Teacher on the Run for a Year Over Criticism of Vietnam Monument

3 min read
A photo of Yuong Soda in 2020. (Supplied)
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Yuong Soda, a 25-year-old teacher, says he has been separated from family, friends, relatives and students for more than a year. He writes when he can, working toward a book, though he isn’t getting paid. He is relying on “good people” and living in hard conditions, he said.

Soda is in hiding from the law, sentenced to a year in jail for incitement after posting in late 2020 that a Vietnam friendship monument in Pailin province signaled a threat to Cambodia’s sovereignty, and that the country would soon be raising “two flags.”

He declined to give many details about his life on the run, but said — as his appeal against his jail sentence reached the Supreme Court on Monday — that he believed that people needed to “dare to speak the truth” about “the new colonization of Cambodia.”

Soda’s post in 2020 pointed to Pailin’s Cambodia-Vietnam memorial, saying critically that “now Cambodia has a monument in nearly every province. I hope in the coming days, we will have two flags to raise at the same time like Laos. Thank you, great friend.”

He was charged, and convicted at the Pailin Provincial Court on April 7 last year for incitement and sentenced to one year in prison. The Appeal Court in Battambang upheld the verdict on October 28.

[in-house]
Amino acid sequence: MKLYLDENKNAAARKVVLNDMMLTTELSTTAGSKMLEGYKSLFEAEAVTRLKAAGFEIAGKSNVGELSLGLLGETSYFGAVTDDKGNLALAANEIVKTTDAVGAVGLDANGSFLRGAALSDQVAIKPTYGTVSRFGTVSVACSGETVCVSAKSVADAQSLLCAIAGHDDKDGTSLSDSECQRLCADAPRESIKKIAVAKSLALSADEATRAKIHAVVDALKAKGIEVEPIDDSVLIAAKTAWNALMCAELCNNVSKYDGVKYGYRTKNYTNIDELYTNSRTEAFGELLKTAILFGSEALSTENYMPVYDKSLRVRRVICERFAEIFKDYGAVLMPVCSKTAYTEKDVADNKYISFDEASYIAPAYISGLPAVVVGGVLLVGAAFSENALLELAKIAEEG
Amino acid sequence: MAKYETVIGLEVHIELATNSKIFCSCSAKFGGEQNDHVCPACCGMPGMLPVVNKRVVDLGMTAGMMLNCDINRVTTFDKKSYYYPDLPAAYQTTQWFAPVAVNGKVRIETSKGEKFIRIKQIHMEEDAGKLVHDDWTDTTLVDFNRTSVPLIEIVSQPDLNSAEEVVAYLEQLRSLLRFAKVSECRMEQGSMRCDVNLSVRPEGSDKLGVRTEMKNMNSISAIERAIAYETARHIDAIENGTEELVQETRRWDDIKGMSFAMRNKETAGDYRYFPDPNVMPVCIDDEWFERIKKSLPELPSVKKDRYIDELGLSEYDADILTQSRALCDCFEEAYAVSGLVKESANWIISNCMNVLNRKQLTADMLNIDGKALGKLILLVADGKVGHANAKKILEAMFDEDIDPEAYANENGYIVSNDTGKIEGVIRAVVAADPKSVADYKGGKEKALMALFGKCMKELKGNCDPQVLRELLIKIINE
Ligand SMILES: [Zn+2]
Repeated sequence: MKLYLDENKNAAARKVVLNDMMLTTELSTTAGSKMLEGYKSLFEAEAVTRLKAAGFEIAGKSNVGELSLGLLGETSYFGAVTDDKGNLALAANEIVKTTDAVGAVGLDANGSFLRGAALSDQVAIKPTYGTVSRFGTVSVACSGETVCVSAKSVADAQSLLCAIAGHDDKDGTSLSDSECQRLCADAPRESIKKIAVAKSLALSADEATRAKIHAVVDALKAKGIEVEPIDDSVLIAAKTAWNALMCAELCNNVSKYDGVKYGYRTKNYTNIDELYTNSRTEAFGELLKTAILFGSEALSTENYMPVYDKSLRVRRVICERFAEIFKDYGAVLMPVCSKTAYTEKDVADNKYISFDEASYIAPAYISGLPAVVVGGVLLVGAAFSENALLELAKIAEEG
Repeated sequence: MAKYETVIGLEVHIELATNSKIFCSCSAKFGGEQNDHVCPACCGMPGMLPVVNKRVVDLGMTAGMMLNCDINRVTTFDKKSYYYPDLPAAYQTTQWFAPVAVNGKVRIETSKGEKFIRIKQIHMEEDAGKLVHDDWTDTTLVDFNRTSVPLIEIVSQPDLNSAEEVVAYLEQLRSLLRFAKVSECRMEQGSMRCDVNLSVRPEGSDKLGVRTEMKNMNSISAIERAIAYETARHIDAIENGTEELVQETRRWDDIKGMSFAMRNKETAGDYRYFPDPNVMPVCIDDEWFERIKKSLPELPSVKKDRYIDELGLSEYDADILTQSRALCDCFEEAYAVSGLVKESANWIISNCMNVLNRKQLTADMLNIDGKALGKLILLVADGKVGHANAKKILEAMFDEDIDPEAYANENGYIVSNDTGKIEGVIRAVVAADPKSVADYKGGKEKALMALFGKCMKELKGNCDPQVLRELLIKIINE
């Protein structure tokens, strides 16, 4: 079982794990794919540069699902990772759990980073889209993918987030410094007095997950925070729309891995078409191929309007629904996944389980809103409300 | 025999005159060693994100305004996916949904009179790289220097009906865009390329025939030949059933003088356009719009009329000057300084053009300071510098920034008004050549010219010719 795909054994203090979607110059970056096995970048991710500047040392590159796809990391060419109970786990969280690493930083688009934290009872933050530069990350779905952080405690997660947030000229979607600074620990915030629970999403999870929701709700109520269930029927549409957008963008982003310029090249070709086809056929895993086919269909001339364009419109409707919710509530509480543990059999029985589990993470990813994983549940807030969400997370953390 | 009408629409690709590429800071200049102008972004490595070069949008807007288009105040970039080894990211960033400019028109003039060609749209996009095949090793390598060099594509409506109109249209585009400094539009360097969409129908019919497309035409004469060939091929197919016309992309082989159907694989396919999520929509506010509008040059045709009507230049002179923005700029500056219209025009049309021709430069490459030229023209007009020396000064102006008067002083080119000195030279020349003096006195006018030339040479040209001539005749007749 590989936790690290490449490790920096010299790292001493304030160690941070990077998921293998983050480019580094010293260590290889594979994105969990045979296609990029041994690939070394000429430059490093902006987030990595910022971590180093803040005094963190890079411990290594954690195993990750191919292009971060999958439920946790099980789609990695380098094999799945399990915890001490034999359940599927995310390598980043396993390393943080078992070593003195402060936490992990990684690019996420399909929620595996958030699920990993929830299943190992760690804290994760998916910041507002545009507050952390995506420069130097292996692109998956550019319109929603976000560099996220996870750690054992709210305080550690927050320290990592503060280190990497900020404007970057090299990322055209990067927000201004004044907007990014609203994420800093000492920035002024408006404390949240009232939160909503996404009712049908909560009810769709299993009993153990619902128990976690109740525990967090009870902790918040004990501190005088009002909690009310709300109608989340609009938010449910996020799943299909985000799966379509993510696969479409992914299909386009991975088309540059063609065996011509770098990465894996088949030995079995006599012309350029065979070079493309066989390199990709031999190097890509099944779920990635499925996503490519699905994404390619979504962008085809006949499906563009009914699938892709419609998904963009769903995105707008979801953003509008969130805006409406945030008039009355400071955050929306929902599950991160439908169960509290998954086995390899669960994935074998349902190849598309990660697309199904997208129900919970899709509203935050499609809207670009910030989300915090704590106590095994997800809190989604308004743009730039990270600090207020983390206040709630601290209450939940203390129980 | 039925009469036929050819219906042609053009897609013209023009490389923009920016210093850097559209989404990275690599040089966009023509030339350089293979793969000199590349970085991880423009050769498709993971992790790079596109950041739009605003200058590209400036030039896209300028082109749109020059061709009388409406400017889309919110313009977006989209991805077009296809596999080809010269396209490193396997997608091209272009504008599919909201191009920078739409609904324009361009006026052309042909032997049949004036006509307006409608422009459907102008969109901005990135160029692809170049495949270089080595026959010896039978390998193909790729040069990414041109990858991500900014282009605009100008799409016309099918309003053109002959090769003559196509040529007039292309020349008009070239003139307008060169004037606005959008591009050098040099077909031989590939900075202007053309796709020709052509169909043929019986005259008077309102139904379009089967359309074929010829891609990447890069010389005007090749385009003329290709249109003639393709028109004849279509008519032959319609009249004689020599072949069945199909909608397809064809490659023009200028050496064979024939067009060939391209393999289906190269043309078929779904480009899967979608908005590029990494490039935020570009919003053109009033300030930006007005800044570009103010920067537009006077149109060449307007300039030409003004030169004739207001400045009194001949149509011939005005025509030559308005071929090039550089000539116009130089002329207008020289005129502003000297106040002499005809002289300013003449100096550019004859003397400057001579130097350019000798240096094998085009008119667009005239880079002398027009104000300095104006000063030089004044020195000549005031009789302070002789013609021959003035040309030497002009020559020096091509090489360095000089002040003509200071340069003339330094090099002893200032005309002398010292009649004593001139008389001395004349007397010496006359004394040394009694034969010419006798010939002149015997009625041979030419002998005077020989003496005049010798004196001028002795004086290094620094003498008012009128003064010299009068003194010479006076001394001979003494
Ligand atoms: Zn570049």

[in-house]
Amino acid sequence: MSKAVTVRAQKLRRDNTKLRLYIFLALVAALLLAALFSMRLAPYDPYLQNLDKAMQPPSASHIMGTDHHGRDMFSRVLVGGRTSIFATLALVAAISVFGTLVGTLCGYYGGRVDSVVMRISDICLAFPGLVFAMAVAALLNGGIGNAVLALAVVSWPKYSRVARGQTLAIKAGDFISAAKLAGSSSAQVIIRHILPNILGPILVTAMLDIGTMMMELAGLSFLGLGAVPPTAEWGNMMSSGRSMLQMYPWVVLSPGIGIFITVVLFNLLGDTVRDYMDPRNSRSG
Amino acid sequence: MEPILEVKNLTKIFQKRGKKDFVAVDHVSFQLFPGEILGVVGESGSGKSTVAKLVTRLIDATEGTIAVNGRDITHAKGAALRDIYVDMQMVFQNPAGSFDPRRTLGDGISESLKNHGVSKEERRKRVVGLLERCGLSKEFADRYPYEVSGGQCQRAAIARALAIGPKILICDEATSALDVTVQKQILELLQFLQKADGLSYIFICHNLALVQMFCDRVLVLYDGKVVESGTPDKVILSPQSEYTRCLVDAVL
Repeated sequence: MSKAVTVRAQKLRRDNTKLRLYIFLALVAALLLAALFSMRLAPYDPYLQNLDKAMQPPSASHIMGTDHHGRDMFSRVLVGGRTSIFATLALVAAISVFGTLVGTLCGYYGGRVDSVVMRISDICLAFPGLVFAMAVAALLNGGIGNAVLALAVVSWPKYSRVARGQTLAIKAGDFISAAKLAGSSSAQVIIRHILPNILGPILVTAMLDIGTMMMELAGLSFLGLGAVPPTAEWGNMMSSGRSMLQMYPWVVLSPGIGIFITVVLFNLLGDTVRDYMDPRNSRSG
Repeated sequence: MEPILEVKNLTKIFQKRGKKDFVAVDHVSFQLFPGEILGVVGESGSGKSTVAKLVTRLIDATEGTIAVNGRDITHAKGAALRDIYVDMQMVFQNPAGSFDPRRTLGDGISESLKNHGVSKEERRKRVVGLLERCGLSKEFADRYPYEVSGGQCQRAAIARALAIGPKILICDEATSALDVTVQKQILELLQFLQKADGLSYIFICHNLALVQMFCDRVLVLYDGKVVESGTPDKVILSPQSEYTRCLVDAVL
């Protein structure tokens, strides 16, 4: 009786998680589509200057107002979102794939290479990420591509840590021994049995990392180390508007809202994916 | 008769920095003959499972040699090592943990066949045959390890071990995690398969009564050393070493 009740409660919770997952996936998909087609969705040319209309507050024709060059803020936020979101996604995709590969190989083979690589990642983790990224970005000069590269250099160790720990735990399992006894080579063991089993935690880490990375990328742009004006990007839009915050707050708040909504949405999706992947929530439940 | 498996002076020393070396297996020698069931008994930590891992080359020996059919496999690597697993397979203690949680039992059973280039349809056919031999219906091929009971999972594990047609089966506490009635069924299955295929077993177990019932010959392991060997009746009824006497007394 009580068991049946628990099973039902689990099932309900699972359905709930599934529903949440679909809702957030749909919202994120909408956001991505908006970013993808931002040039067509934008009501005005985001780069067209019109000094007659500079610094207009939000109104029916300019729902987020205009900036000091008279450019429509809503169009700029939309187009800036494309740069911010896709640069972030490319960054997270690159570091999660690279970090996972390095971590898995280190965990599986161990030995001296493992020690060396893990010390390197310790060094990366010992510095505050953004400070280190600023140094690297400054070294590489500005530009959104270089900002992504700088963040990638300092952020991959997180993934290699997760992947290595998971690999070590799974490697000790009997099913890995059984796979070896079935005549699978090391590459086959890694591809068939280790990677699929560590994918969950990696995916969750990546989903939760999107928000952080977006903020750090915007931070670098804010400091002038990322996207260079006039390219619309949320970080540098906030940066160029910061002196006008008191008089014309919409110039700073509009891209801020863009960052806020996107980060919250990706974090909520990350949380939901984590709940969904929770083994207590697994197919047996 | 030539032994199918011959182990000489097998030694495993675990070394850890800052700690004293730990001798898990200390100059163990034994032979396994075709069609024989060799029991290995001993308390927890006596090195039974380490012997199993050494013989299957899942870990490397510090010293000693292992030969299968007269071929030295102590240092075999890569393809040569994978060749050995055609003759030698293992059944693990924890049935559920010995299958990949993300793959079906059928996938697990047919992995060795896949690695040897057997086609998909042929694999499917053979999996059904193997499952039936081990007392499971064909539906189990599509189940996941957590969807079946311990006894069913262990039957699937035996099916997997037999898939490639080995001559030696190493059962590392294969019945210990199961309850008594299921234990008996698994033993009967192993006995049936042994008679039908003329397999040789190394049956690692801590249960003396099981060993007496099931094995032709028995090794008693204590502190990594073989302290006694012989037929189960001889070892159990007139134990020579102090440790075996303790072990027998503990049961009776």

During the Supreme Court hearing on Monday, defense lawyer Chhim Chansathyanon argued that Soda had merely expressed himself as a citizen, something protected by the Constitution.

Soda was just an ordinary teacher with no influence to cause chaos in society, Chansathyanon said.

“Since the posts in 2020 till now, there has not been any phenomenon caused by the Facebook posts,” the lawyer said.

Supreme Court prosecutor Ouk Kimseth noted that Soda had also written on Facebook that he would rather work on a plantation than serve “the traitor” as a civil servant. Kimseth asked: “Who is the traitor?”

“All these are actual evidence of incitement to commit a felony,” the prosecution said.

A decision is expected on February 21.

Soda has continued posting on Facebook from hiding, writing poems often about nationalism.

The country has a history of anti-Vietnam sentiment: Two Khmer Rouge leaders have been convicted of genocide against ethnic Vietnamese, while a Vietnam-backed regime ran the country in the 1980s — a fact which many nationalists now point to as one of the origins of their fears. In the recent past, the sentiment has led to violence against Cambodia’s Vietnamese minority, including when opposition-fueled mobs killed several Vietnamese residents in the late 1990s.

Soda said his comments related to Khmer history and how there seemed to be “a new colonization of Cambodia.”

“It is a worry that we together have to dare to talk about and dare to express ourselves about. This territory belongs to the Khmer, so why can’t we speak out about our worries to our nation?” he said.

Soda said he wanted justice from the courts, saying his conviction was unreasonable and illegal. He had only expressed himself in line with human rights, he said.

“It is an injustice,” he said.

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